Reporters in the northwest and southeast corners of the U.S. can get full-day immersions into covering climate change at two separate university-sponsored training programs scheduled during the first week of February in St. Petersburg, Fl., and Spokane, Wa.
But they may have to move quickly to register for the remaining seats in the programs.
St. Petersburg Session – February 5 and 6
“Global Climate Change and Sea-Level Rise in Florida: A Conversation Between Scientists and the Media” will be held at the Poynter Institute for Media Studies, l801 Third Street South, in St. Petersburg, under the auspices of the University of South Florida, St. Petersburg.
NBC Chief Science Correspondent Robert Bazell is scheduled to kick-off the session at 7 p.m. on Tuesday, February 5, at the Mahaffey Theater.
Project organizer Mark Jerome Walters, with the university’s Department of Journalism and Media Studies, said some 75 people, many of them scientists and educators, had signed up for the program as of mid-January, and the meeting can accommodate approximately 25 additional attendees.
After an 8 a.m. continental breakfast on February 6, individual sessions involving both scientists and journalists will take on issues ranging from fresh water, ecological, and public health impacts to economic impacts. Among journalists participating as presenters at the workshop are the St. Petersburg Times‘s Craig Pittman, independent radio producer Daniel Grossman, and book author Cynthia Barnett.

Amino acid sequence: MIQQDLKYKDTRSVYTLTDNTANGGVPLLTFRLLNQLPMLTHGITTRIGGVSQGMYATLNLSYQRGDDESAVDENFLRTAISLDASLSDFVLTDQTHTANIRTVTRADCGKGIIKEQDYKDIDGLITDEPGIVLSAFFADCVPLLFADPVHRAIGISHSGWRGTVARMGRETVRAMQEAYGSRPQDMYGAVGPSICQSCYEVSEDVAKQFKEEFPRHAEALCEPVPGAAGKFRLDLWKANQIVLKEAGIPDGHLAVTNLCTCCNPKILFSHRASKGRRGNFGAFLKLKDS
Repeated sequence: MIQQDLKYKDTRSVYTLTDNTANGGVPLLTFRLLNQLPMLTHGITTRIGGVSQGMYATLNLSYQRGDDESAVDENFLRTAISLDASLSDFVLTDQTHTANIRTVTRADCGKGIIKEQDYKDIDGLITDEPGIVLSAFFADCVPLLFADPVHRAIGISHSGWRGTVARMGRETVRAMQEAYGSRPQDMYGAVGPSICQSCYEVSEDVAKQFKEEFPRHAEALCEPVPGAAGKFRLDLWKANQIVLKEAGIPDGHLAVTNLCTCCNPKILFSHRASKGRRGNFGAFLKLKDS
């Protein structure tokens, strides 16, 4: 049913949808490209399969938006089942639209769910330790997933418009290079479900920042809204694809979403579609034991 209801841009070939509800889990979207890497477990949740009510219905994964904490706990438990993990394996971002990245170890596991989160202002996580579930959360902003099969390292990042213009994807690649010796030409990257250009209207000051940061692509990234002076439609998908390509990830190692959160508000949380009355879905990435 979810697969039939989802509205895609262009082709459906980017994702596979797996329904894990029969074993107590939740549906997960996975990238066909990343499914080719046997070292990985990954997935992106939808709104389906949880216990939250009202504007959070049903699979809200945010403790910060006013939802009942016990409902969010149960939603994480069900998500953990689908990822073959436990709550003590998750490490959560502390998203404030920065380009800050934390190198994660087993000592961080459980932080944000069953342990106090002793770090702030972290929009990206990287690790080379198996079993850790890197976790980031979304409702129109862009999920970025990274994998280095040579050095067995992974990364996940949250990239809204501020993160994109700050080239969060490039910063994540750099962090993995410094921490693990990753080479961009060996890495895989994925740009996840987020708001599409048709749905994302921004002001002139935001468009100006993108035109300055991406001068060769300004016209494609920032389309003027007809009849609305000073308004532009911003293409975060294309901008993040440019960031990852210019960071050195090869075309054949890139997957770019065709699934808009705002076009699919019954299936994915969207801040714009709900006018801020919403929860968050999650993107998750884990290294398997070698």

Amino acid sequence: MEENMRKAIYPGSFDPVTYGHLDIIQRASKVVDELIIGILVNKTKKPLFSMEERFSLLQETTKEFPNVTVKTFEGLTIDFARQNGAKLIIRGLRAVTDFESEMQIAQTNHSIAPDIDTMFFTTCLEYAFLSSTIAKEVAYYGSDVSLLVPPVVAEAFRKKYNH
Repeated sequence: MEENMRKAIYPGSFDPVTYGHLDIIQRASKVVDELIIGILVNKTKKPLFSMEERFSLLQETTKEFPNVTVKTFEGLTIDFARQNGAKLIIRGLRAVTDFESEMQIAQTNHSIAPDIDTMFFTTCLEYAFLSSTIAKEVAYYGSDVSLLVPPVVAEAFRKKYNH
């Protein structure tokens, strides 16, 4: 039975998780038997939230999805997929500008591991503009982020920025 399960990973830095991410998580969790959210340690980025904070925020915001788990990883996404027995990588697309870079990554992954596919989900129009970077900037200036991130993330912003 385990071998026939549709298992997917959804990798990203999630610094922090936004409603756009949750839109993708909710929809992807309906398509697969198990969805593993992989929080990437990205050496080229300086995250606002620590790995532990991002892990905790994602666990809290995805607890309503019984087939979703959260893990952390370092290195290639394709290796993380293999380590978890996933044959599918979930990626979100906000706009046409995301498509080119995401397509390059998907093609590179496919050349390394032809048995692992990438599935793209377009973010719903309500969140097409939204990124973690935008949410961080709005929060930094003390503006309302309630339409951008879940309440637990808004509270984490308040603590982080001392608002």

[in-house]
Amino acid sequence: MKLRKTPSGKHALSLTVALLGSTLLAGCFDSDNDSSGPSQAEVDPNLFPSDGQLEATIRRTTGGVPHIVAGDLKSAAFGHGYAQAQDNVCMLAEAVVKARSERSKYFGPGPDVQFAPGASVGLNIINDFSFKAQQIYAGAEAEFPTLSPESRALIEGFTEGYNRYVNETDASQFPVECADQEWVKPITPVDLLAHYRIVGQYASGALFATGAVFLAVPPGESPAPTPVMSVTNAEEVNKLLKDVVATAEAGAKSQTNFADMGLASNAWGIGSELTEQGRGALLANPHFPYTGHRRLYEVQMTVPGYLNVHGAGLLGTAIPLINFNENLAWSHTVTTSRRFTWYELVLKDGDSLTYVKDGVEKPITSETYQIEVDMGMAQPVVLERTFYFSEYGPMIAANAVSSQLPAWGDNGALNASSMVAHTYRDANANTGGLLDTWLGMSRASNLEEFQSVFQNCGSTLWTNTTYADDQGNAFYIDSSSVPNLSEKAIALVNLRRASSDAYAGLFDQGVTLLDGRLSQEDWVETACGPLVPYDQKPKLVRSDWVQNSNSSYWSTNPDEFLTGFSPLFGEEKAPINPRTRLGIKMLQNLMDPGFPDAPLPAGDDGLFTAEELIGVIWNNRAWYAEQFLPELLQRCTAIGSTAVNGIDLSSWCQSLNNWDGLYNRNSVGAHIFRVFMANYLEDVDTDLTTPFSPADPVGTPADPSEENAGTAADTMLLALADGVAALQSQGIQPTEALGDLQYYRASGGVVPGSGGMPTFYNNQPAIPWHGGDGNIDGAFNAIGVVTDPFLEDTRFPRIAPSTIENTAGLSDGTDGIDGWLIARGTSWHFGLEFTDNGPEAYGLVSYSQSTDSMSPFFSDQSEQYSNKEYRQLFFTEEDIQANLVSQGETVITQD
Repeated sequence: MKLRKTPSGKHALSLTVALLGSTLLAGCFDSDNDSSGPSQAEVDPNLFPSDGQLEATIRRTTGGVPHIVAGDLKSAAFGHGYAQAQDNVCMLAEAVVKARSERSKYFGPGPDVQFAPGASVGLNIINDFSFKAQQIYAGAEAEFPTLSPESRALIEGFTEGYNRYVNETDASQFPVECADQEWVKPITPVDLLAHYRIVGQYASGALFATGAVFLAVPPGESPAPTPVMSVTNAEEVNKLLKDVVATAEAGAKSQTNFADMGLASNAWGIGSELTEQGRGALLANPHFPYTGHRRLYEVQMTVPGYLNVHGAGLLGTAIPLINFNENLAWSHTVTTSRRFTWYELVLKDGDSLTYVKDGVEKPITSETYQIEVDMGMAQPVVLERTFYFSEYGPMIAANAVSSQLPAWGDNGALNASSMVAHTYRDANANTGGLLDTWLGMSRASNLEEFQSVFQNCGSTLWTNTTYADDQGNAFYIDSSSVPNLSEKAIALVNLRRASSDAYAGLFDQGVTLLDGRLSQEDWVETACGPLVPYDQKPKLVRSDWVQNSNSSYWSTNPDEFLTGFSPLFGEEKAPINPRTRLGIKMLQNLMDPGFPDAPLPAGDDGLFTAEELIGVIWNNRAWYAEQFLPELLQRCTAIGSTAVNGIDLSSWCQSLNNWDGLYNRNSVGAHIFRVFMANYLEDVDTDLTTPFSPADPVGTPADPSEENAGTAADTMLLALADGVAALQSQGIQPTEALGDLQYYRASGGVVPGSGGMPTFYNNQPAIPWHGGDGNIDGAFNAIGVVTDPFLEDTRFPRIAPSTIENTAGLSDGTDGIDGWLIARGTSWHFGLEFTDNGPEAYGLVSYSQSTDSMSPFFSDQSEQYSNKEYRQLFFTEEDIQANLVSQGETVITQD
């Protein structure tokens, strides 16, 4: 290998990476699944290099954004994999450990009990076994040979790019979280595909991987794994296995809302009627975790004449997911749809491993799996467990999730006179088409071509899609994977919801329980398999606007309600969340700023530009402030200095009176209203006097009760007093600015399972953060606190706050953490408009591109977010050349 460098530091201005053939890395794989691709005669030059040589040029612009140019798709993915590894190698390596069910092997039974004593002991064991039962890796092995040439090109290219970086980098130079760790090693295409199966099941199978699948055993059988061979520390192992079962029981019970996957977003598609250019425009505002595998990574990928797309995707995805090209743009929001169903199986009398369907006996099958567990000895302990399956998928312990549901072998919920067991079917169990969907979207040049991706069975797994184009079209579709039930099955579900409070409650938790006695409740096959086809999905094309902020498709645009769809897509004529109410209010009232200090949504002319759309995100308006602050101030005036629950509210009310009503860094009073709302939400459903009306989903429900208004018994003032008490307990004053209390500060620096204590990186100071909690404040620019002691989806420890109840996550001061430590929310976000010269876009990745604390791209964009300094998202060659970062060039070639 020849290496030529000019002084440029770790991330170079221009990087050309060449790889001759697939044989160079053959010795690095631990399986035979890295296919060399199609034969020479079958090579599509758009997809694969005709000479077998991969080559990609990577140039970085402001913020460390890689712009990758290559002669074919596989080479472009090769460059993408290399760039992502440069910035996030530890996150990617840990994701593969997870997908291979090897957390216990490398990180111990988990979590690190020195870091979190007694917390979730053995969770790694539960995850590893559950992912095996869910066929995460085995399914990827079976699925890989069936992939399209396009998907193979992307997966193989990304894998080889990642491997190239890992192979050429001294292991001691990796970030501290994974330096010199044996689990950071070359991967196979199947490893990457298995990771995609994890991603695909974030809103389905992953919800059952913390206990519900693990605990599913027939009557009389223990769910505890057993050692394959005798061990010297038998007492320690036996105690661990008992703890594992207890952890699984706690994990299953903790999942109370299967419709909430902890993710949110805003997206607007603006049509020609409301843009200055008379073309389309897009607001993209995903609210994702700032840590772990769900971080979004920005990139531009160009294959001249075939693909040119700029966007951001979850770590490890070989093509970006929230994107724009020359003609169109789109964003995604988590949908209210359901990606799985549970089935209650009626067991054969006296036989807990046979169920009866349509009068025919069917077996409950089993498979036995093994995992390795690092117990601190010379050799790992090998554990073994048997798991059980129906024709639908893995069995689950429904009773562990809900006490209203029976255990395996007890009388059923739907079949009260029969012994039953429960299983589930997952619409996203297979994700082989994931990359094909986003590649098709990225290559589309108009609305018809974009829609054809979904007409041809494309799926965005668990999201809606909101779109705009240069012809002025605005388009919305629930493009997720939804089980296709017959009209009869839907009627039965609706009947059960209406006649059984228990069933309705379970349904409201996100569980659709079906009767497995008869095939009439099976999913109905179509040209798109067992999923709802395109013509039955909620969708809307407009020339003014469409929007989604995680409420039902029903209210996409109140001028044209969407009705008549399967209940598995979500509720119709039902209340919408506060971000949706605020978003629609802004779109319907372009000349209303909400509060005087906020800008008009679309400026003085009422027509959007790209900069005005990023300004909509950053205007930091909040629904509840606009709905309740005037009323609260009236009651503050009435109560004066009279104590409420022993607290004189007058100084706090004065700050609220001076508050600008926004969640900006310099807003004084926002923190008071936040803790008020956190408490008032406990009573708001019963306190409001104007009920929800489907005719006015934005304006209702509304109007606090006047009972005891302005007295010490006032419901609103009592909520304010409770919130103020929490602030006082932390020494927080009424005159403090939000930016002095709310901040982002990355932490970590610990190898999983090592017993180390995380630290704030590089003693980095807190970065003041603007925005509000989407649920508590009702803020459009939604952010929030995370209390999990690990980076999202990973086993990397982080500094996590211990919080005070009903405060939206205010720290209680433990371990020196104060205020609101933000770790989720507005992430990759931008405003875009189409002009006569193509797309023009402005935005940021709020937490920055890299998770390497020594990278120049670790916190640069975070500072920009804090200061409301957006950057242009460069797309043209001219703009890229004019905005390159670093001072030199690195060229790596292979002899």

The conference is partially funded through grants from the U.S. Environmental Protection Agency, through the Center for Science & Policy Applications for Coastal Environment (C-SPACE) at USF. Nonrefundable registration fee of $75 includes light breakfast and lunch, and some nongovernmental travel funding is available for journalists and scientists.
Spokane Session – February 8
In a continuing series of one-day briefings for reporters, the University of Oregon’s Climate Leadership Initiative is teaming with the school’s journalism and communication program and others for a Friday day-long seminar at Washington State University.
The Society of Environmental Journalists (SEJ), Washington State/Spokane, and that university’s Thomas S. Foley Institute of Public Policy and Public Service are partnering in the effort, aimed at “one of the most pressing and debated issues of our time: climate change.”
IPCC lead author Philip Mote, Ph.D., of the University of Washington’s Climate Impacts Group, and veteran environmental reporter Rocky Barker of the Idaho Statesman are featured presenters at the meeting, which is scheduled to run from 8 a.m. to 2 p.m. at the Washington State University/Spokane’s Riverpoint Campus, Academic Center. Registration cost is $35, $15 for students.